5 Ways Vegans Consume Enough Protein in Their Diet

Vegan diet

With so much knowledge at our fingertips, it’s no wonder people are rapidly turning to creative and alternative dietary options in order to boost their health and wellbeing, but also to make a difference for the world. On one hand, going vegan is good for the planet, but it can be a leap for people to lead healthier lives, reduce the instances of chronic illness, and contribute to improved animal welfare. 

The most common question among aspiring vegans relates to the consumption of protein, the key macronutrient aside from carbs and fats, responsible for a myriad of metabolic processes in our bodies, including muscle-building. That’s why vegan fitness enthusiasts pay even more attention to the issue, as protein is vital for helping you achieve your health and fitness goals. Let’s cover some of the main ways vegans can ensure optimal protein consumption every day.

Delicious nuts and seeds

Both as a healthy vegan snack and a meal on their own, nuts and seeds can help you simplify your daily vegan menu from day one. If you enjoy the flavor, you can rely on snacking almonds, which can contain around 20g of protein per 100g cup, while you can create your own satiating trail mix with almonds, pistachios, walnuts, and pumpkin seeds, chia seeds, etc.

Cashews are a great vegan source of protein, they are delicious, and you can add them to your salads as well as your daily snack list. To keep your palate interested, you can use nut butters in your morning oatmeal, or as a spread for your toast. These nut butters can also work wonderfully well with fresh veggies as a healthy snack. 

Versatile beans and legumes

For your main courses of the day, you’ll find that beans of many sorts can be your best dietary base for protein-rich meals. Beans are filling and loaded in fiber, which means you’ll feel satiated for hours on end and you’ll curb cravings. Some sorts such as borlotti beans have an exceptionally high protein content, as much as 23g per 100g of beans. 

Also known as cranberry beans, these nutty-flavored beans are a brilliant addition to your vegan diet for their high content of B vitamins. Add to that, you can diversify with pinto beans, chickpeas, black beans, and peanuts (yup, they are a legume!), which are all brimming with protein, numerous minerals, as well as gut-friendly fiber. 

Meat substitutes like seitan

This delicious slice of vegan goodness is made of pure wheat-derived gluten, and thanks to its texture and taste, it resembles actual meat when prepared properly. Add to that, it packs quite a protein punch, with about 25g of protein per 100g serving. Rich in other healthy ingredients like selenium, calcium, and phosphorus, seitan is a great addition to your vegan menu.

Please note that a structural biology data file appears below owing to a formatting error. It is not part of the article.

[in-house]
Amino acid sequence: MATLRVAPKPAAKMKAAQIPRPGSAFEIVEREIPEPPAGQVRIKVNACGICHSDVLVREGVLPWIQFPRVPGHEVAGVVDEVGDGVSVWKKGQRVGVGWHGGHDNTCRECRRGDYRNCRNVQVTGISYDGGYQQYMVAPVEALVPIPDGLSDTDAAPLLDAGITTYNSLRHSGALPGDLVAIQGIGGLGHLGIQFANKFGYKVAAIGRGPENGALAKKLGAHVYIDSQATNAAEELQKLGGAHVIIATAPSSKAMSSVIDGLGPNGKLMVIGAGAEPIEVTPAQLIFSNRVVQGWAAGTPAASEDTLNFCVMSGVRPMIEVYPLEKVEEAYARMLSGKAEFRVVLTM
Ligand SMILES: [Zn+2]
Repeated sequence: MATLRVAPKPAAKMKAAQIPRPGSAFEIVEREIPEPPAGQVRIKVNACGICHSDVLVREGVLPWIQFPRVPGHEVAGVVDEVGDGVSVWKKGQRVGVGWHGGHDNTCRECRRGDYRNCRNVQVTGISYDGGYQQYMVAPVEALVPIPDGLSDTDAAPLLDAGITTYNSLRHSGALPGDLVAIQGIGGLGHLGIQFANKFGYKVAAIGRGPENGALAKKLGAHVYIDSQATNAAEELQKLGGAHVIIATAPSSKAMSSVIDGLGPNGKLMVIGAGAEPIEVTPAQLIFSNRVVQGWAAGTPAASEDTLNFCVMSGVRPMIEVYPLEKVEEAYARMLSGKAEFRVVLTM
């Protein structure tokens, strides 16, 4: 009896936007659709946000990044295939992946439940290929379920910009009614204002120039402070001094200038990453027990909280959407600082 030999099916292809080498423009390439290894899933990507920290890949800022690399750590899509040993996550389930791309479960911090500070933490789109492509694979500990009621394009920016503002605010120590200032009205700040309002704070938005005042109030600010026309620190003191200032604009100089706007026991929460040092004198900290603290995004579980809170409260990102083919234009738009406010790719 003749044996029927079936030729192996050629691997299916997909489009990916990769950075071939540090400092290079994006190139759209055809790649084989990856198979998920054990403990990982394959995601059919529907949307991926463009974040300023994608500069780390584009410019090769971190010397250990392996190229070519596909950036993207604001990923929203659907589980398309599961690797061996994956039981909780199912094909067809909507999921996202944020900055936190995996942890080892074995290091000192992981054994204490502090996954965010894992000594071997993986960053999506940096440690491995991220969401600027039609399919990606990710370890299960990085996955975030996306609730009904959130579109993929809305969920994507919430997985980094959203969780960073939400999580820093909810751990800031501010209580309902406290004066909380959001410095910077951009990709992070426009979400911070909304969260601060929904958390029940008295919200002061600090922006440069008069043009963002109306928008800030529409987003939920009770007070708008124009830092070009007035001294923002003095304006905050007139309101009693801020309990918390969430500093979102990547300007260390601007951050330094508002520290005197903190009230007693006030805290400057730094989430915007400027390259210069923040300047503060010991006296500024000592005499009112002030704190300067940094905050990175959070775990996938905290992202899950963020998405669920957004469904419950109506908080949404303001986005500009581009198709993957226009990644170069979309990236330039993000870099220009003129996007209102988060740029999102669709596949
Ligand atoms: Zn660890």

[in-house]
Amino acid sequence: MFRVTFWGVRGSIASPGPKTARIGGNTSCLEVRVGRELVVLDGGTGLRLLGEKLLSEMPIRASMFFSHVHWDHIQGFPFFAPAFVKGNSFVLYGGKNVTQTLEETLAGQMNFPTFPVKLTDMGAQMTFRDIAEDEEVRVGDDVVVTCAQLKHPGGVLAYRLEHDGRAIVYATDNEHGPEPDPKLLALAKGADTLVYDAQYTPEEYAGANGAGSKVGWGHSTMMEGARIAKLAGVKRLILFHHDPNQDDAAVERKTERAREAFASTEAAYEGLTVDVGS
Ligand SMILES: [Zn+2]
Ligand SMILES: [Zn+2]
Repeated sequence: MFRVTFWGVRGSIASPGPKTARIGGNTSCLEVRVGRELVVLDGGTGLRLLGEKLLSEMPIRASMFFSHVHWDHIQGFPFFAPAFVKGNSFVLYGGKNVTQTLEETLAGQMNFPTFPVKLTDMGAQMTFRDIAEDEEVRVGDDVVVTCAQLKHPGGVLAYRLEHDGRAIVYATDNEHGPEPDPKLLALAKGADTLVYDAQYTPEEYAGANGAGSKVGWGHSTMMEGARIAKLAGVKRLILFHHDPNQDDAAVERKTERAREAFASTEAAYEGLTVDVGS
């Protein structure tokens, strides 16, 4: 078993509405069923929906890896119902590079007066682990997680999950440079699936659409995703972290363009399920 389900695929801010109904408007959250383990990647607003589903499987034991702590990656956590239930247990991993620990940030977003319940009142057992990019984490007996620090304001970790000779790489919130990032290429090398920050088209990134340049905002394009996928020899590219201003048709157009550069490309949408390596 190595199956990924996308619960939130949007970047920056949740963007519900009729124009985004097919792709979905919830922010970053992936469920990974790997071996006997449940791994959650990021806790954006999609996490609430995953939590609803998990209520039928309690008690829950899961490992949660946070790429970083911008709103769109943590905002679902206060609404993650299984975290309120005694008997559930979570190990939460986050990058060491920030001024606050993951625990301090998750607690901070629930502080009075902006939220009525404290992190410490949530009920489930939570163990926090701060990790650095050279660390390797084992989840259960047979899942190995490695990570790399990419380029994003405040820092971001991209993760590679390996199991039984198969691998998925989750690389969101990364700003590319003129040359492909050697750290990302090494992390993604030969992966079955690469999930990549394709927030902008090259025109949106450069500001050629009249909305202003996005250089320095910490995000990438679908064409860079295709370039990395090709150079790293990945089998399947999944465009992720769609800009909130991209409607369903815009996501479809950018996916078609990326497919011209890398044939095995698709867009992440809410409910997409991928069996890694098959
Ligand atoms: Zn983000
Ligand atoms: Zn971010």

A word of caution to those with Celiac disease or gluten sensitivity: you should avoid consuming seitan in case you have these digestive issues, and turn to other alternatives that can help you consume enough protein every day.

Soy-based products like tempeh

Soybeans are a favorite pick for many vegans, and there are so many delicious and versatile ways you can rely on soy in your diet. Tempeh is one of many soy-based products that has a high protein content, much like seitan and tofu.

Since tempeh is made of cooked and fermented soybeans, it’s also high in fiber, probiotics that are good for your digestive tract, and a slew of vitamins and minerals like calcium and iron. A single 100g serving can boast around 19g of protein, and since soybeans are a whole source of protein, you’ll get your fair share of those essential amino acids, too.

Protein-packed supplements and powders

So far, you’ve learned that there are nine essential amino acids the body cannot synthesize on its own, which is why we need to get them from food. While meat and dairy are by far the most superior sources of these nine essential amino acids, there are plant-based sources you can rely on. If, however, your body cannot use them in the right quantity due to their bioavailability directly from plants, many vegans use protein powder as a healthy substitute.

Especially if you lead an active fitness life and you want to build lean muscle, protein powder supplements are a great way to ensure you have a wholesome nutrition. You can find vegan protein powders that have a balanced concentration of these amino acids and complement your diet with a tasty protein shake. 

Ideally, no matter if you’re an athlete or not, you should start checking your health and nutrition on a regular basis with the right blood work the moment you start switching to eating vegan. That is the only effective way to notice deficiencies in essential amino acids and adapt your eating habits to make sure that your health doesn’t suffer. As important as protein intake is, it’s even more essential to remember that the quality and type of protein matters as much as its quantity – so make sure you’re on the healthy side of eating vegan at all times.